Fig. 6. Channel characteristics of autosomal recessive mutant, M128I A. (A) a) Whole cell current traces for M128I. For voltage protocol, a series of voltage step pulses was applied from ?165 mV to 75 mV. Each holding potential and tail pulse was fixed at 0 mV and ?125 mV. b) Enlargement of whole cell current traces elicited during tail pulse for M128I. c) The voltage dependence of activation of M128I, calculated from tail currents measured at ?125 mV. Closed black squares and opened red squares represent WT (n=10) and M128I (n=12), respectively. The averaged data were fit with a Boltzmann distribution, and V1/2 parameters are reported in . Dashed lines indicate zero-current level. (B) a) Characteristics of fast and slow gating in M128I. Whole cell current traces with prepulse, 170 mV (left) at ?125 mV were indicated. Dashed lines indicate zero current level. b) Comparison of slow gating channel activation curves (left) and fast gating channel activation curves (right) of WT and M128I. Black closed squares and red opened squares represent (n=10) and M128I (n=10), respectively. The averaged data were fit with a Boltzmann distribution, and V1/2 parameters are reported in .
Fig. 7. Analysis of channel characteristics of sporadic mutants, M373L, G523D, and M609K. (A?C) a) Whole cell current traces for M373L (A), G523D (B), and M609K (C) in HEK 293 cells under 134 mM [Cl?]i. For voltage protocol, a series of voltage step pulses was applied from ?165 mV to 75 mV. Each holding potential and tail pulse was fixed at 0 mV and ?125 mV. b) Enlargement of whole cell current traces elicited during tail pulse for M373L, G523D, and M609K. Dashed line indicates zero current level. c) The voltage dependence of activation of M373L, G523D, and M609K, calculated from tail currents measured at ?125 mV. Closed black squares and opened red squares represent WT (n = 10) and mutants, M373L (n = 6), G523D (n = 12), M609K (n = 7), respectively. The averaged data were fit with a Boltzmann distribution, and V1/2 parameters are reported in .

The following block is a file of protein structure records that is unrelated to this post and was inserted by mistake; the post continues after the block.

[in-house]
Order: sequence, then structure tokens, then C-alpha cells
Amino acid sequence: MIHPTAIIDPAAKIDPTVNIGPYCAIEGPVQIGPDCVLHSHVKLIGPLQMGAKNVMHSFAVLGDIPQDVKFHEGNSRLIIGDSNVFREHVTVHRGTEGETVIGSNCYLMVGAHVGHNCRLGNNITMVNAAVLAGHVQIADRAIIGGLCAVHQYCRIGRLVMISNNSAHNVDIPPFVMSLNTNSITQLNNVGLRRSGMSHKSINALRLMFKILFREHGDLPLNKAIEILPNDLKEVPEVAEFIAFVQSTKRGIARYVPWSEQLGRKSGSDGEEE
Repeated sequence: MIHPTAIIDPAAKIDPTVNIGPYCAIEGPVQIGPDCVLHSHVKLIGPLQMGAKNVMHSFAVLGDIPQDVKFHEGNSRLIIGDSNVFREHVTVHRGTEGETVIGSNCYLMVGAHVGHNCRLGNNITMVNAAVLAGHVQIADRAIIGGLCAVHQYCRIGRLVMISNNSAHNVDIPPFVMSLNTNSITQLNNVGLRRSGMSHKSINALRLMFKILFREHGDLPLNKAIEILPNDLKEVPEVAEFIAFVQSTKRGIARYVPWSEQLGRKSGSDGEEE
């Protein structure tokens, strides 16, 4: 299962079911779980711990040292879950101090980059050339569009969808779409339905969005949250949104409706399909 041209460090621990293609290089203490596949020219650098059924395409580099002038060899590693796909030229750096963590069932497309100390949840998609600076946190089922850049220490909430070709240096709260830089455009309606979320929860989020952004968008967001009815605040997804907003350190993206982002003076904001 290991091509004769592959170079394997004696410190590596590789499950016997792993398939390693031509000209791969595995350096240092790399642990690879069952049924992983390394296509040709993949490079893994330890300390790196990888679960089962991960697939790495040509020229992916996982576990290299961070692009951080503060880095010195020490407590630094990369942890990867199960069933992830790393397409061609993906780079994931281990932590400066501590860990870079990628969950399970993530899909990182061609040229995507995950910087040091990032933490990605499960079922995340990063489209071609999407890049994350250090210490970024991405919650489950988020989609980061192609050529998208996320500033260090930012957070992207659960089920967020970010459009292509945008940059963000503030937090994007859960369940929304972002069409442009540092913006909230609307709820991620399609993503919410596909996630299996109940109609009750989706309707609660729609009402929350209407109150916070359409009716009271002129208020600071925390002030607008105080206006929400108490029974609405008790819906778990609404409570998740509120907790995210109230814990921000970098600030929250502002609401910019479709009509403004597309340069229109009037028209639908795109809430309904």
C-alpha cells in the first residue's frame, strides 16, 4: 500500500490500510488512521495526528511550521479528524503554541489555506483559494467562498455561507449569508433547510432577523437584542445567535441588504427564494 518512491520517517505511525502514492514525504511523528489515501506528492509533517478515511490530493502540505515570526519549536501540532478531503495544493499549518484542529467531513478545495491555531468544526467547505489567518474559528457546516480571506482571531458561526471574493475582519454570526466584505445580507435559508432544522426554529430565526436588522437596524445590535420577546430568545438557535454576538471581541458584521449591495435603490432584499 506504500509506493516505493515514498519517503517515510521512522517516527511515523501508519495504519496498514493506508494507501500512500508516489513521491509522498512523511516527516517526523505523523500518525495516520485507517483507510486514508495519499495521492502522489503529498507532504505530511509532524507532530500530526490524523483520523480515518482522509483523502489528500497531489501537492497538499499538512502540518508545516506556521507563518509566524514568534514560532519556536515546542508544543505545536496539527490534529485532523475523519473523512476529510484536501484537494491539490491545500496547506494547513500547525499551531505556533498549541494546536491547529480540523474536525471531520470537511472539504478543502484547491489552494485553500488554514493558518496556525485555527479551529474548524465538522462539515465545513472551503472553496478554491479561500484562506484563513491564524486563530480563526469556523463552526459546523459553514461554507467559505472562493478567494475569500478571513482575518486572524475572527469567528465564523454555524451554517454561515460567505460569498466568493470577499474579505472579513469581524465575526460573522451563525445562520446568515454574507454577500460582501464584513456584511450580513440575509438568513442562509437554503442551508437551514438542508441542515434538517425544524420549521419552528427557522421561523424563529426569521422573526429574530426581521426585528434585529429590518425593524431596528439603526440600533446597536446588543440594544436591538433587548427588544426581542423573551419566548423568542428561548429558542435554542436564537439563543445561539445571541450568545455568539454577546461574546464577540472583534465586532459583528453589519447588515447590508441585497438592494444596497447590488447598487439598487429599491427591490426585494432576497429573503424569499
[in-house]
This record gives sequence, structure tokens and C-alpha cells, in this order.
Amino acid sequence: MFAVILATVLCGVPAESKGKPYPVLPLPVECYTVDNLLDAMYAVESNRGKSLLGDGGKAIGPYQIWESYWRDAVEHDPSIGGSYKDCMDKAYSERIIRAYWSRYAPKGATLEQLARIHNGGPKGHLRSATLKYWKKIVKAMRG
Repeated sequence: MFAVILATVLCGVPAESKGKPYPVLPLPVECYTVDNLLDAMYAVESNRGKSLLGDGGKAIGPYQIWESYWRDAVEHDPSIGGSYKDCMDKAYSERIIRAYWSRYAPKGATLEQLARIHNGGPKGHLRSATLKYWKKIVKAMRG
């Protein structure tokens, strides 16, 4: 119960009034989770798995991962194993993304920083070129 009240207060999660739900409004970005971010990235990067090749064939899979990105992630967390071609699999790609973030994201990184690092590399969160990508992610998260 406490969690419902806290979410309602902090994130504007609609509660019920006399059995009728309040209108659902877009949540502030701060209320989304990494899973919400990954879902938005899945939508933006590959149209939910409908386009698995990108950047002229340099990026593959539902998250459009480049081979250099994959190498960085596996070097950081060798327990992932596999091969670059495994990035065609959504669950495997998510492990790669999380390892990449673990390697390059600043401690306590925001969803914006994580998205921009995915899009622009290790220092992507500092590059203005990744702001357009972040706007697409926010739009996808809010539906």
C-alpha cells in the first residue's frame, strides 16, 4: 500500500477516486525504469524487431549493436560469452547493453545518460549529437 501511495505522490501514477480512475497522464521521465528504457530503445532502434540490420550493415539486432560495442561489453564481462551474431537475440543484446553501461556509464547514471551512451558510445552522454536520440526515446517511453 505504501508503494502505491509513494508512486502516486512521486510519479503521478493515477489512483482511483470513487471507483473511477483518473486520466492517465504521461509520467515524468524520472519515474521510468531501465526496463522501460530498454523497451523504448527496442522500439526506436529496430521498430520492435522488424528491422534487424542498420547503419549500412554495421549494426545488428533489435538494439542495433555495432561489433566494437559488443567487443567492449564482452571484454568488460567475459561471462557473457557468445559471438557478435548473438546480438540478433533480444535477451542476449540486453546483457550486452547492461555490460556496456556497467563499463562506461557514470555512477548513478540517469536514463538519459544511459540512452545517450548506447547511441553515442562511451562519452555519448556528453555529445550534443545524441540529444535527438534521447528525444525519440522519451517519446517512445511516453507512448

Fig. 8. Analysis of fast and slow gating in sporadic mutants. (A?C) a) Characteristics of fast and slow gating in M373L (A), G523D (B), and M609K (C). Whole cell current traces with prepulse, 170 mV (left) at ?125 mV were indicated. Dashed lines indicate zero current level. b) Comparison of slow gating channel activation curves (left) and fast gating channel activation curves (right) of WT and sporadic mutants. Black closed squares and red opened squares represent WT (n = 10) and mutants, M373L (n = 5), G523D (n = 10), M609K (n = 8), respectively. The averaged data were fit with a Boltzmann distribution, and V1/2 parameters are reported in .
TABLES

Table 1.

Peak Current Density of hClC-1 and six mutants

MutantInheritancePeak Current Density (pA/pF)Total N
WTNormal?498 ± 86.310
S189CA.D?28.8 ± 15.2***10
P480SA.D?117.8 ± 16.3***14
M128IA.R?138.5 ± 12.4***12
M373LSporadic?654.5 ± 222.0 n.s6
G523DSporadic?452.2 ± 57.0 n.s12
M609KSporadic?155.3 ± 68.6 *7

*P < 0.05

***P < 0.001 n.s represent not significant.

Each A.D and A.R indicate autosomal dominant and autosomal recessive pattern.


Table 2.

Botlzmann parameters of the activation curves of currents obtained from WT and six mutants

MutantInheritanceV1/2 (mV)κ (mV)Total N
WTNormal?54 ± 327 ± 310
S189CA.D58 ± 459 ±1410
P480SA.D?33 ± 648 ± 514
M128IA.R56 ± 229 ± 1212
M373LSporadic?36 ± 327 ± 16
G523DSporadic--12
M609KSporadic?50 ± 425 ± 27

-

indicates that no value was calculated to fit with Boltzmann distribution.


Table 3.

Boltzmann parameters of the activation curves for fast and slow gating analysis results from WT and six mutants

MutantInheritanceV 1/2 (mV)κ (mV)Total N

FastSlowFastSlow
WTNormal?60 ± 10?36 ± 1720 ± 218 ± 210
S189CA.D5 ± 1450 ± 552 ± 510 ± 113
P480SA.D?61 ± 5?19 ± 1528 ± 215 ± 26
M128I?A.R0 ± 8?100 ± 645 ± 849 ± 610
M373L?Sporadic?52 ± 6?126 ± 1020 ± 218 ± 15
G523D?Sporadic?91 ± 11-63 ± 7-10
M609K?Sporadic?60 ± 1-18 ± 1-8

?

indicates that the mutant showed reversed pattern of activation curve for slow gating.

-

indicates that no value was calculated to fit with Boltzmann distribution.


Table 4.

Boltzmann parameters of the activation curves for fast and slow gating analysis obtained from WT and co-transfection test for autosomal dominant mutants

MutantInheritanceV 1/2 (mV)κ (mV)Total N

FastSlowFastSlow
WTNormal?60 ± 10?38 ± 1726 ± 218 ± 210
S189CA.D?37 ± 845 ± 528 ± 420 ± 15
P480SA.D?50 ± 5-27 ± 3-7

-

indicates that no value was calculated to fit with Boltzmann distribution.


Table 5.

Slow activation kinetics of S189C

Voltage pulse (mV)Mean of τ (ms)Total N
11532.4 ± 35
9536.9 ± 35
7542.5 ± 55
5549.7 ± 65
3552.9 ± 105